While the City of Penticton fighting a panhandler in the courts came to a resolution, they remain on oppositesides of how a bylaw offence got as far as the court system to deal with it in the first place.
The city’s fight with well-known downtown Penticton panhandler Paul Braun started in 2017 after bylaw issuedeight counts of contraventions of a bylaw which says “no person shall panhandle in a manner to cause anobstruction.” Braun regularly occupied the breezeway between Main Street and the alleyway east of the streetin the 200 block.
On Wednesday Braun and the city came to a consent guilty plea in which he is to pay $11 per count (a total of$88) as well as $57 to the city for court costs. He also faces a number of conditions. Meanwhile the city spentan estimated $26,000 in legal costs.
“You are going to have to ask the city that, why would they deliberately tank the negotiations? They make anoffer then the very next day they put out garbage cans in Mr. Braun’s spot to do what they can to encouragehim to not take that move,” said Braun’s lawyer Paul Varga.
Braun said he took that situation as an insult. He further explained that the garbage cans they put up blockedthe breezeway, a “bigger obstruction than I ever was.”
“Rubbish,” responded city lawyer Jarrett Plonka, to the accusation that they were purposely compromising thenegotiations. “The idea that the city attempted to sabotage any negotiation is simply not true.”
Plonka said they offered a plea deal to Braun months ago that was far better than the one he took onWednesday.
Tina Siebert, City of Penticton bylaw supervisor, said the matter was taken to court because it is aboutcompliance and the bigger picture of enforcement.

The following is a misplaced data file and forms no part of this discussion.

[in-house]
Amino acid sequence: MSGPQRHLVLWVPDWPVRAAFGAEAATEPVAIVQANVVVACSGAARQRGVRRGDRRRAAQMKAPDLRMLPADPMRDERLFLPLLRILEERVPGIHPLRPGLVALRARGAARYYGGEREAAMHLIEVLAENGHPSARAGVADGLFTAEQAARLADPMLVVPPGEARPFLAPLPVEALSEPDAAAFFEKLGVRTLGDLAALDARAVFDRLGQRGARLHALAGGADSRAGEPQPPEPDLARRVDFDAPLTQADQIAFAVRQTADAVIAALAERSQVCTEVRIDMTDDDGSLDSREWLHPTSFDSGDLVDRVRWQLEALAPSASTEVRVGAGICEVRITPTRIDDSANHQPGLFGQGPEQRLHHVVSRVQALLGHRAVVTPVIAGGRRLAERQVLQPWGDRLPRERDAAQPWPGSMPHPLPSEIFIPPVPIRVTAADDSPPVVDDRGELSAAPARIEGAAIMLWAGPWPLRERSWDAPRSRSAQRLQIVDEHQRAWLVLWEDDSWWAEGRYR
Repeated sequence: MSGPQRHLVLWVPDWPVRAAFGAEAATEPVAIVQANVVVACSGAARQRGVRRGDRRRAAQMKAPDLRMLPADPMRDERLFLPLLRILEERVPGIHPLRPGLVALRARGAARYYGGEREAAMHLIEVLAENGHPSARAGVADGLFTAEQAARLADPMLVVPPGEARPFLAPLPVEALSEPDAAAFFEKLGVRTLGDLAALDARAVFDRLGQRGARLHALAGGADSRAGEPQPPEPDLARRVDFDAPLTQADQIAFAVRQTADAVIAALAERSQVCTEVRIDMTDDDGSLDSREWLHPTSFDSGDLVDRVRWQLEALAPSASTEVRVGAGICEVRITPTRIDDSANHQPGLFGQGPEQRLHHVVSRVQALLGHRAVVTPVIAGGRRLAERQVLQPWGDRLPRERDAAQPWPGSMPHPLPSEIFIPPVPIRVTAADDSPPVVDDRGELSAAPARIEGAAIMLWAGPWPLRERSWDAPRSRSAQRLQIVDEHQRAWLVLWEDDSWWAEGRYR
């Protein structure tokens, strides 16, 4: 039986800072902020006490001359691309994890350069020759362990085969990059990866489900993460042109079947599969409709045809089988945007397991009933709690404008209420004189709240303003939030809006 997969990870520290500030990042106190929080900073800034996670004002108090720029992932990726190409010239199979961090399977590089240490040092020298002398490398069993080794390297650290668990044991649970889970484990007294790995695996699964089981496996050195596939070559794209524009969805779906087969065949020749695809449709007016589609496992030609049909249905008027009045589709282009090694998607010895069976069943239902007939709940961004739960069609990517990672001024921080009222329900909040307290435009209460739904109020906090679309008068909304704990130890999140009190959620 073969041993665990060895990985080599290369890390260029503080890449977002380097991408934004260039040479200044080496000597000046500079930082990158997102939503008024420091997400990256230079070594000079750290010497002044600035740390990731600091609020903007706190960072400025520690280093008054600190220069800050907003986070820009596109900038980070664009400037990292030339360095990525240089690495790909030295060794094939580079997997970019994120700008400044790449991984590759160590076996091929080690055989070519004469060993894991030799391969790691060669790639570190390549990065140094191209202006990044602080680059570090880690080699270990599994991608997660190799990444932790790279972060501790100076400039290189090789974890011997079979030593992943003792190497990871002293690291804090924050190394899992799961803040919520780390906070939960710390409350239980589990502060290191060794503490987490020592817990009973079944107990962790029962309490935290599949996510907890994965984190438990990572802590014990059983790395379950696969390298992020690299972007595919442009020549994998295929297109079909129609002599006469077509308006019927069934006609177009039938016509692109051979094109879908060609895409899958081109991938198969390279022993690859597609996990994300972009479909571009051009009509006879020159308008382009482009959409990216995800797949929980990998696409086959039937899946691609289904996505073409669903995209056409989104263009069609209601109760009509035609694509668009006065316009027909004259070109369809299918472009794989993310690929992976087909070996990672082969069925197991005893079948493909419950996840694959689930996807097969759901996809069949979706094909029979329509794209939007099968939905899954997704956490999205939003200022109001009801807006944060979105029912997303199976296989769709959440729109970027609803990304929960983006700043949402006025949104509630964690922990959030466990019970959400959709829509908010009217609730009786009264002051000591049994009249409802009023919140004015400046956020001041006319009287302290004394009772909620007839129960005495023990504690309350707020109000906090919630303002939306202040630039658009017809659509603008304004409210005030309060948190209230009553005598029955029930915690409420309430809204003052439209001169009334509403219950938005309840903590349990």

“The whole point of pursuing this further is really we are stepping up all of our enforcement strategiesthroughout the whole city — so bylaw, police, everything. It is part of a bigger project with enforcementthroughout the city,” she said.
Braun said he felt targeted and only agreed to the plea because he didn’t want to take the risk of losing andgoing to jail.
The plea was entered at the start of what was scheduled to be a three day trial.
As part of the deal, Braun is not to be within 10 metres of the 200-block of Main Street for one year and hemust comply with the City of Penticton Good Neighbour bylaw which includes no panhandling within 10metres of an entrance to a bank or trust company, an ATM, a bus stop or shelter; the entrance to a liquorstore, movie theatre, place of worship or sidewalk cafe; a payphone, a public washroom or, in this case, anenclosed or covered pedestrian walkway. The plea deal states that if Braun does not comply he will be arrestedby RCMP.
Braun also must complete 60 hours of community service, picking up garbage for two hours during theweekdays, or other work as agreed, while supervised by a member of Penticton city staff. The deadline to havethat service complete is Dec. 15.
Braun, who has been living at Fairhaven (a BC Housing complex) for the past year, said he will continue topanhandle as he needs. Currently on disability, Braun said he receives $375 a month for shelter.
“If I get up in the morning and I go to the cupboard and it is empty, I will have to. Because as far as I knowgoing down to the Safeway to help yourself is still wrong. It’s worse than panhandling.”
Varga represented his client at no cost. He did not previously know Braun but had witnessed him receive theviolation tickets from bylaw.
“When I walked by and I saw Mr. Braun surrounded by bylaw officers just for sitting there panhandling, it kindof touched a nerve and I thought he needs assistance. Nobody should have to deal with that, especiallysomeone who is part of the most disadvantaged part of society,” said Varga.
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